Nigeria are the latest country we’ve heard of which has a desire to establish a scheme to help its farmers protect their livelihoods from the vagaries of the weather and changing climate patterns. Only 1% of farmers in Nigeria have access to insurance cover, this despite the fact that 90% of Nigeria’s agriculture is said to be dependent on rainfall and rain-fed systems.
A recent forum on microinsurance held in the country has helped to raise the profile of the plight of Nigeria’s farmers and the lack of weather risk cover for their crops.
Weather extremes and the changing climate are said to be the biggest risks to farmers in Nigeria and so the scientific, farming and financial communities are determined to provide a weather risk management mechanism which meets the needs of farmers.
Index-based weather insurance products would be an obvious answer to the risk management need of farmers in Nigeria. However, some ground work will be required as the country is lacking in meteorological infrastructure and the regulatory frameworks are not supportive of new products. Also the domestic insurance industry is lacking in capacity so it may transpire that a global re/insurance company would be better suited to lead a pilot scheme.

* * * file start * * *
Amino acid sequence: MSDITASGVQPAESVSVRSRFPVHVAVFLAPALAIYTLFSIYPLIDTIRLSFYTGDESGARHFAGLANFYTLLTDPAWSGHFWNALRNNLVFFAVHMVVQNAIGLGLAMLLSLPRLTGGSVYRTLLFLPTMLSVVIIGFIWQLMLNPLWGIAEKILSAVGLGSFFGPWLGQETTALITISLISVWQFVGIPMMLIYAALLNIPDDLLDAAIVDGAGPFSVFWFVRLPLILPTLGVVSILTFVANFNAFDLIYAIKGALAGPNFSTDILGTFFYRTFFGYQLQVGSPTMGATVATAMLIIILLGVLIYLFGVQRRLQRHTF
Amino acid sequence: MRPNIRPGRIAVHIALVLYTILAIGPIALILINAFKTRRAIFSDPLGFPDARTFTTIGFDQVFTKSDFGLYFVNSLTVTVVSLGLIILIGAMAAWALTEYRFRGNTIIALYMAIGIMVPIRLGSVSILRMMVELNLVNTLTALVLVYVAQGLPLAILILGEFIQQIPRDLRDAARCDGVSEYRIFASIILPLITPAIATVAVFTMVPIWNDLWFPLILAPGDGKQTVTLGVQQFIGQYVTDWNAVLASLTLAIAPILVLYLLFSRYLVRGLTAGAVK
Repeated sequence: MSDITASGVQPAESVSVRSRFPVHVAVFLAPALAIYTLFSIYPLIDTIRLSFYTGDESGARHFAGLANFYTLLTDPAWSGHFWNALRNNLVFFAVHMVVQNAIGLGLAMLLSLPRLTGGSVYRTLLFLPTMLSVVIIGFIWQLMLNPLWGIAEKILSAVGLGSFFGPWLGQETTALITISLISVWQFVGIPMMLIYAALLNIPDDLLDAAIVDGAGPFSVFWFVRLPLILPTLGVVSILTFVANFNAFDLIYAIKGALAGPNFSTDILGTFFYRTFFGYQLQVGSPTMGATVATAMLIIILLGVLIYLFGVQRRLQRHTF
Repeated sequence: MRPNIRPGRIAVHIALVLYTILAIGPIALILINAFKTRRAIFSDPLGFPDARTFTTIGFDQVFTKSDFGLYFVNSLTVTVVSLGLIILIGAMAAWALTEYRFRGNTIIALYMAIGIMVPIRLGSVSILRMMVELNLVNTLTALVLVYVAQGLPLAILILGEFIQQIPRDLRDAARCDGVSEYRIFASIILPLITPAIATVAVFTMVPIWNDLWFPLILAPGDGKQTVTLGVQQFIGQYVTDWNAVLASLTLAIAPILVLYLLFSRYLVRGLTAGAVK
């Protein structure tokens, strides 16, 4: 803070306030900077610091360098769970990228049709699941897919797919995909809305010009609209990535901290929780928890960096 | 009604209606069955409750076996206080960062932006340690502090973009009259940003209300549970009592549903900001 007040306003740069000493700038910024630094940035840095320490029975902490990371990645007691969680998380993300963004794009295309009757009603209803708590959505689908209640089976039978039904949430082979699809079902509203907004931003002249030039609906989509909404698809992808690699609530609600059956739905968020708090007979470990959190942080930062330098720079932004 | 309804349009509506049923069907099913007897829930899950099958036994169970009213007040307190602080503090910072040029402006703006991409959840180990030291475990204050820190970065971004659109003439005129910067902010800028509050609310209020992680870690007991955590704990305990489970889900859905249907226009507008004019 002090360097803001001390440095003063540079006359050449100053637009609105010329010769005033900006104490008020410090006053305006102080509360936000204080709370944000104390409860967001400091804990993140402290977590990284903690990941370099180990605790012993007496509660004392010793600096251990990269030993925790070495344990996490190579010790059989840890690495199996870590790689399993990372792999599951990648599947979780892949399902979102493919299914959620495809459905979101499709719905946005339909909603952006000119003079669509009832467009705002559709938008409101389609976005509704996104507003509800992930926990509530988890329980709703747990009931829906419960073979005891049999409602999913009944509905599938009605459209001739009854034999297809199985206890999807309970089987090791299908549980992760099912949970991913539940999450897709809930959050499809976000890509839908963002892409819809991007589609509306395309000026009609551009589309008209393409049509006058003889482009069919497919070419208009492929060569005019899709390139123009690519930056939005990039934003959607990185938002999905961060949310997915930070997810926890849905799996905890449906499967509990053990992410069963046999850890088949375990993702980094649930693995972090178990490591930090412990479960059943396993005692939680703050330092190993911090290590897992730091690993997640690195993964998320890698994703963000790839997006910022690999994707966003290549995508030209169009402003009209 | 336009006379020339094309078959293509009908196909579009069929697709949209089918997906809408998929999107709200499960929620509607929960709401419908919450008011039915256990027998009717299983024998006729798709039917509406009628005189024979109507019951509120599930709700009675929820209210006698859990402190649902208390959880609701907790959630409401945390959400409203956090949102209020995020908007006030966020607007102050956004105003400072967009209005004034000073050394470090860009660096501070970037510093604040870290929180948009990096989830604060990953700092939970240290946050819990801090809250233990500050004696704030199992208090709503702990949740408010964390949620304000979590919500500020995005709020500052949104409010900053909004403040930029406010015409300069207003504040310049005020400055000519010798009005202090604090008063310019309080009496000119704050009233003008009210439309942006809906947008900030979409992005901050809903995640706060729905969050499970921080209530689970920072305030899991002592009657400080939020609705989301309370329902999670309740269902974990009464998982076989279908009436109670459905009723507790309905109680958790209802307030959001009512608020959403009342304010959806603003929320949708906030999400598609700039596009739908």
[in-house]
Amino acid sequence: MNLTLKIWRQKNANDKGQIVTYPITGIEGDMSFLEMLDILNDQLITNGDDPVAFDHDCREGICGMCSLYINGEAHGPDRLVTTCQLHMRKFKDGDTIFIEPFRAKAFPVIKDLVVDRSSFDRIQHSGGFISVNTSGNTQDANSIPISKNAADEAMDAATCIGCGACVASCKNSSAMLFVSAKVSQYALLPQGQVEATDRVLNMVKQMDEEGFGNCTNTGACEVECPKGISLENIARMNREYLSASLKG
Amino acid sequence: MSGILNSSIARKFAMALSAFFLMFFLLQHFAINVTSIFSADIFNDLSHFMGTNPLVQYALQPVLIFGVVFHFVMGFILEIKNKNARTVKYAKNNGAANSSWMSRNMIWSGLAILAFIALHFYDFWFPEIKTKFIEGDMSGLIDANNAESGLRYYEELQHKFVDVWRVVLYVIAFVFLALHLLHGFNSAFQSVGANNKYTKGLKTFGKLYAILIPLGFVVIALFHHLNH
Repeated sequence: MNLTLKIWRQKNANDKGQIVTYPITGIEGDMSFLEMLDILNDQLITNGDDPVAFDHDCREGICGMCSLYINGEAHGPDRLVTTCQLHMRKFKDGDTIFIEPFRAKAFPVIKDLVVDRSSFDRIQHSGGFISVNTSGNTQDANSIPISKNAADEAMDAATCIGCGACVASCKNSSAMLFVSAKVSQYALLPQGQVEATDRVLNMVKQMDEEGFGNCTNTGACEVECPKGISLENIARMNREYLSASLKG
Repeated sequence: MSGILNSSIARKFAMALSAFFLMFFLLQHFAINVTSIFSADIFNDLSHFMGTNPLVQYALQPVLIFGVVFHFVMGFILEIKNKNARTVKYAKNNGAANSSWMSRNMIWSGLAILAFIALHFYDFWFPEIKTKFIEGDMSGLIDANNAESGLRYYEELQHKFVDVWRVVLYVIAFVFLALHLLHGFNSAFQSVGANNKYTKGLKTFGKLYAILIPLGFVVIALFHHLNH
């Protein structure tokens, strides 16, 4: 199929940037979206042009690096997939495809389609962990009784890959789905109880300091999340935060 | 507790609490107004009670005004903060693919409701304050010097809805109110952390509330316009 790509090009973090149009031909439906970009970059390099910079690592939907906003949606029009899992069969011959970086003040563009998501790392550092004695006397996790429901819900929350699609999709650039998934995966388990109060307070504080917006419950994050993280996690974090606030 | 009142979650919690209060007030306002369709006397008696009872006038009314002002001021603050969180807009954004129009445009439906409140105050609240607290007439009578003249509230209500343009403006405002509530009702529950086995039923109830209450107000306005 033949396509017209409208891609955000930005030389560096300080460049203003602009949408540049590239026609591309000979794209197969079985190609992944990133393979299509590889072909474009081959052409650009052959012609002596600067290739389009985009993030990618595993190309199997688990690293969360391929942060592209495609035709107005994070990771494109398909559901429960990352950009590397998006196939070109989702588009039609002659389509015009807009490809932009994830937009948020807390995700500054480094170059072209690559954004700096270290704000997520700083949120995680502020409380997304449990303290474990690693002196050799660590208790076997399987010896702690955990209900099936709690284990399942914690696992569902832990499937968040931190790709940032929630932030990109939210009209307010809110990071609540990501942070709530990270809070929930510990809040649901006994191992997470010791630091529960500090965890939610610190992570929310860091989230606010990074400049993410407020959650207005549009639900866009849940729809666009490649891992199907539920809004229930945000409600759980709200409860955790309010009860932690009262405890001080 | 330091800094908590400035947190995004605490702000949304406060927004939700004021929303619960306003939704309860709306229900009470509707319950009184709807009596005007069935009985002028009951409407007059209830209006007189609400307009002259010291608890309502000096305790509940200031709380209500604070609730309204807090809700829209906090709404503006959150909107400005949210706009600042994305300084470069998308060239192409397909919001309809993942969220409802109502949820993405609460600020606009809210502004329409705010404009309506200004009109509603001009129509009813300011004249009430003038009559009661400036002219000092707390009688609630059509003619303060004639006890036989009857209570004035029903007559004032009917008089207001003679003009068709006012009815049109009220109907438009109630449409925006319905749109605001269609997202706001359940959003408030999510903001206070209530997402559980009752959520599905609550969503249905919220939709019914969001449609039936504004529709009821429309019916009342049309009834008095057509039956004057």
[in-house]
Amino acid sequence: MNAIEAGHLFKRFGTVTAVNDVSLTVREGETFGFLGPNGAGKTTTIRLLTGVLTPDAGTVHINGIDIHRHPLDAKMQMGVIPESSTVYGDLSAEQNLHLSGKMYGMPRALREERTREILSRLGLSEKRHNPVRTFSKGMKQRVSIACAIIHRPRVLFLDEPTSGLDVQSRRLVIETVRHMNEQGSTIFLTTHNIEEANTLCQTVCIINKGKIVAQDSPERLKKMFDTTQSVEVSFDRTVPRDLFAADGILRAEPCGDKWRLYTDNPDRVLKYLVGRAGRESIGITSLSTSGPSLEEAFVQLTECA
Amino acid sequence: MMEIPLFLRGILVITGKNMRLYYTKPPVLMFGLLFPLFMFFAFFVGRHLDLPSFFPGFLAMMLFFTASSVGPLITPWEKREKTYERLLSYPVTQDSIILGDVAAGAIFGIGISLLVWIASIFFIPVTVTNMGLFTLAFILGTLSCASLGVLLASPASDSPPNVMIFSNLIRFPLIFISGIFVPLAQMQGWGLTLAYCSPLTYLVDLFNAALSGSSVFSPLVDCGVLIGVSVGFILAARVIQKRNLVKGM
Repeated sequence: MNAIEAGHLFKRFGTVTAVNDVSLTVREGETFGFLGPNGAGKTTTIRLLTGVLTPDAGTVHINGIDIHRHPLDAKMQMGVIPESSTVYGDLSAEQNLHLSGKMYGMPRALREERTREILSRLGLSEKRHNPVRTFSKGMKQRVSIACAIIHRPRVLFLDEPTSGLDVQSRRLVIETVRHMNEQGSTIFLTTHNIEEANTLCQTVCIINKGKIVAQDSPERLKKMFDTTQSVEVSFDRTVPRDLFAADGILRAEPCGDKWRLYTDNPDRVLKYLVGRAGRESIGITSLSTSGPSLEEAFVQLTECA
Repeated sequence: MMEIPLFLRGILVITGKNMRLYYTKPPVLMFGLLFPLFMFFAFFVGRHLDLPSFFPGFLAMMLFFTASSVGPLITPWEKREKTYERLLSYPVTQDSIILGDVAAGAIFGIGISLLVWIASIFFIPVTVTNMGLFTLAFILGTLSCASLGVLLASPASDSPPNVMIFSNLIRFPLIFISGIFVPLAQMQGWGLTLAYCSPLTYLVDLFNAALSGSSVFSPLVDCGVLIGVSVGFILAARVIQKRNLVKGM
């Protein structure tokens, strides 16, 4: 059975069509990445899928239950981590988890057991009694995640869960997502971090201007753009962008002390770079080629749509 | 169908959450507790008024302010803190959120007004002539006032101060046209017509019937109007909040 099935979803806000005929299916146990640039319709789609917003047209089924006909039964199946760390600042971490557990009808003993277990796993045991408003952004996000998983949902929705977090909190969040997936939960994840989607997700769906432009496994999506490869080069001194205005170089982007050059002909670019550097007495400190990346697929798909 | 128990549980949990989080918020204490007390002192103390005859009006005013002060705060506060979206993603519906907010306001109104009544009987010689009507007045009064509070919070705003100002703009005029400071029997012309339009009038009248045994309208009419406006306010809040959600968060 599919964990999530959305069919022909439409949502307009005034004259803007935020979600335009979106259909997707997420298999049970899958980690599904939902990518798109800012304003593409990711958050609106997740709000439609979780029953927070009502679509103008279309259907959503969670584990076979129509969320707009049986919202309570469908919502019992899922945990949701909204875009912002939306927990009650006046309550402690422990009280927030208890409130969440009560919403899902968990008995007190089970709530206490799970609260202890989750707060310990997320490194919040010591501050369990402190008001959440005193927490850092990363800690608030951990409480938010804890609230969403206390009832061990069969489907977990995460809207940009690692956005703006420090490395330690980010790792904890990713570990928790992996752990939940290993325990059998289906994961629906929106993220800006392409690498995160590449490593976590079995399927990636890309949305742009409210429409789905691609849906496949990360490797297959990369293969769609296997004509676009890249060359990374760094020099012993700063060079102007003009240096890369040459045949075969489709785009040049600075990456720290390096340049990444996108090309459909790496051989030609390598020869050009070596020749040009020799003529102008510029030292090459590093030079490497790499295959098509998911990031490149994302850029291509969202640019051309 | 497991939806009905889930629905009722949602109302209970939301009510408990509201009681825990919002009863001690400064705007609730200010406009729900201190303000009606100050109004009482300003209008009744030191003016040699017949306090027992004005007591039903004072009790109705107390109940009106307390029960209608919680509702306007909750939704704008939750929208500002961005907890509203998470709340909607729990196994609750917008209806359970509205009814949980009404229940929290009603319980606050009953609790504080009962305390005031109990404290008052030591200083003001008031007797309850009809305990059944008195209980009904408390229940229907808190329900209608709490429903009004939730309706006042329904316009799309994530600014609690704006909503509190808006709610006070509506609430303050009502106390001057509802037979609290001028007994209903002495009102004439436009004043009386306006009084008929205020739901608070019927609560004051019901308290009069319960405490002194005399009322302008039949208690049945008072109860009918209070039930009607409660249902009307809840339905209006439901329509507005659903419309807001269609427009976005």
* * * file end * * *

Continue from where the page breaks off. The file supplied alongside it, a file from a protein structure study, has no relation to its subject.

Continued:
The World Bank was said to be in attendance at the forum so it is possible that they might issue a grant to help Nigeria initiate a weather-index insurance scheme.
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